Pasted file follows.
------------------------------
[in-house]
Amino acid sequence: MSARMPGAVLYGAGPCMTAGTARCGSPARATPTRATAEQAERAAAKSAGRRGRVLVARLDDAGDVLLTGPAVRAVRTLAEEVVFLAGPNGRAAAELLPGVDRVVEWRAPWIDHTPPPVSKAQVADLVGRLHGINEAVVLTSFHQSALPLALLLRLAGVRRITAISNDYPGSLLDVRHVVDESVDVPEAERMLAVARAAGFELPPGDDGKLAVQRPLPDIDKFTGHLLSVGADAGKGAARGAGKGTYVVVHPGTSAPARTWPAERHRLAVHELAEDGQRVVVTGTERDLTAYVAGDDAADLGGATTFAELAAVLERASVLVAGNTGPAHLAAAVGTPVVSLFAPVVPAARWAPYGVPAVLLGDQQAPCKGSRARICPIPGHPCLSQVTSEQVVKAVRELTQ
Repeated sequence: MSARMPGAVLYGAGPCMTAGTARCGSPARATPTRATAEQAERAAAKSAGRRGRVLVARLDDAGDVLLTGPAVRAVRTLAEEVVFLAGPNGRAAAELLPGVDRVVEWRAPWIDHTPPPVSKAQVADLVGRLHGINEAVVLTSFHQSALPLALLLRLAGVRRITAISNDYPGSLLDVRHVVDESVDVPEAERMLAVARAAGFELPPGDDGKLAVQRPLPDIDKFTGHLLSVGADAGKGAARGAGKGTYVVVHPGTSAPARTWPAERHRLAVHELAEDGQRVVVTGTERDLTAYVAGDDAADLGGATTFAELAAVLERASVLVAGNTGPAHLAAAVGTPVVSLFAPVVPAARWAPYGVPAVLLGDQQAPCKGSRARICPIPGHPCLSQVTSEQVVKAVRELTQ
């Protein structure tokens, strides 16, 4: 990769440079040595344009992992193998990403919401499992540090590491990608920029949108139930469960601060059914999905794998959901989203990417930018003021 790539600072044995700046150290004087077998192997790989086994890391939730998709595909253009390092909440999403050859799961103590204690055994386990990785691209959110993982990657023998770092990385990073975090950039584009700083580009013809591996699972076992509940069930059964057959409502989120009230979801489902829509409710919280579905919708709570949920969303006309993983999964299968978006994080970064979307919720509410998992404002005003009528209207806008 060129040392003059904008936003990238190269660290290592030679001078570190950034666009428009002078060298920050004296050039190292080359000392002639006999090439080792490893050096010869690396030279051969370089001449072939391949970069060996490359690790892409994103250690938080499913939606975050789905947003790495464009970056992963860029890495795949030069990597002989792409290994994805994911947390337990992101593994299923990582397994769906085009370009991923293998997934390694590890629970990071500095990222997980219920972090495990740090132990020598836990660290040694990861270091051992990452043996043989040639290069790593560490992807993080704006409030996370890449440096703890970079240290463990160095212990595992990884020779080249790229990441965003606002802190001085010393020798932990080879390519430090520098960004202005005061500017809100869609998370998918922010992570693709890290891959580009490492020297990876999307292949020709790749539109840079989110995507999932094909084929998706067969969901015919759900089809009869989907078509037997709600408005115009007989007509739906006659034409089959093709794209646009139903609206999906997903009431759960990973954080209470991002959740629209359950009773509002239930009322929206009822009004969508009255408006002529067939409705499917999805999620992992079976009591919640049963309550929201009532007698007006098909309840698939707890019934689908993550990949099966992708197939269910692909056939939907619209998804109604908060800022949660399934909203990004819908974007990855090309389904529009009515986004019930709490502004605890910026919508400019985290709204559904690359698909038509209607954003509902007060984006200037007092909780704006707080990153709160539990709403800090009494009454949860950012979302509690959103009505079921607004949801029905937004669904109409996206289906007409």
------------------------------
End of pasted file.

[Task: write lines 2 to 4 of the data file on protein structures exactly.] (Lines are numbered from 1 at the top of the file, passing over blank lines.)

Amino acid sequence: MSARMPGAVLYGAGPCMTAGTARCGSPARATPTRATAEQAERAAAKSAGRRGRVLVARLDDAGDVLLTGPAVRAVRTLAEEVVFLAGPNGRAAAELLPGVDRVVEWRAPWIDHTPPPVSKAQVADLVGRLHGINEAVVLTSFHQSALPLALLLRLAGVRRITAISNDYPGSLLDVRHVVDESVDVPEAERMLAVARAAGFELPPGDDGKLAVQRPLPDIDKFTGHLLSVGADAGKGAARGAGKGTYVVVHPGTSAPARTWPAERHRLAVHELAEDGQRVVVTGTERDLTAYVAGDDAADLGGATTFAELAAVLERASVLVAGNTGPAHLAAAVGTPVVSLFAPVVPAARWAPYGVPAVLLGDQQAPCKGSRARICPIPGHPCLSQVTSEQVVKAVRELTQ
Repeated sequence: MSARMPGAVLYGAGPCMTAGTARCGSPARATPTRATAEQAERAAAKSAGRRGRVLVARLDDAGDVLLTGPAVRAVRTLAEEVVFLAGPNGRAAAELLPGVDRVVEWRAPWIDHTPPPVSKAQVADLVGRLHGINEAVVLTSFHQSALPLALLLRLAGVRRITAISNDYPGSLLDVRHVVDESVDVPEAERMLAVARAAGFELPPGDDGKLAVQRPLPDIDKFTGHLLSVGADAGKGAARGAGKGTYVVVHPGTSAPARTWPAERHRLAVHELAEDGQRVVVTGTERDLTAYVAGDDAADLGGATTFAELAAVLERASVLVAGNTGPAHLAAAVGTPVVSLFAPVVPAARWAPYGVPAVLLGDQQAPCKGSRARICPIPGHPCLSQVTSEQVVKAVRELTQ
């Protein structure tokens, strides 16, 4: 990769440079040595344009992992193998990403919401499992540090590491990608920029949108139930469960601060059914999905794998959901989203990417930018003021 790539600072044995700046150290004087077998192997790989086994890391939730998709595909253009390092909440999403050859799961103590204690055994386990990785691209959110993982990657023998770092990385990073975090950039584009700083580009013809591996699972076992509940069930059964057959409502989120009230979801489902829509409710919280579905919708709570949920969303006309993983999964299968978006994080970064979307919720509410998992404002005003009528209207806008 060129040392003059904008936003990238190269660290290592030679001078570190950034666009428009002078060298920050004296050039190292080359000392002639006999090439080792490893050096010869690396030279051969370089001449072939391949970069060996490359690790892409994103250690938080499913939606975050789905947003790495464009970056992963860029890495795949030069990597002989792409290994994805994911947390337990992101593994299923990582397994769906085009370009991923293998997934390694590890629970990071500095990222997980219920972090495990740090132990020598836990660290040694990861270091051992990452043996043989040639290069790593560490992807993080704006409030996370890449440096703890970079240290463990160095212990595992990884020779080249790229990441965003606002802190001085010393020798932990080879390519430090520098960004202005005061500017809100869609998370998918922010992570693709890290891959580009490492020297990876999307292949020709790749539109840079989110995507999932094909084929998706067969969901015919759900089809009869989907078509037997709600408005115009007989007509739906006659034409089959093709794209646009139903609206999906997903009431759960990973954080209470991002959740629209359950009773509002239930009322929206009822009004969508009255408006002529067939409705499917999805999620992992079976009591919640049963309550929201009532007698007006098909309840698939707890019934689908993550990949099966992708197939269910692909056939939907619209998804109604908060800022949660399934909203990004819908974007990855090309389904529009009515986004019930709490502004605890910026919508400019985290709204559904690359698909038509209607954003509902007060984006200037007092909780704006707080990153709160539990709403800090009494009454949860950012979302509690959103009505079921607004949801029905937004669904109409996206289906007409």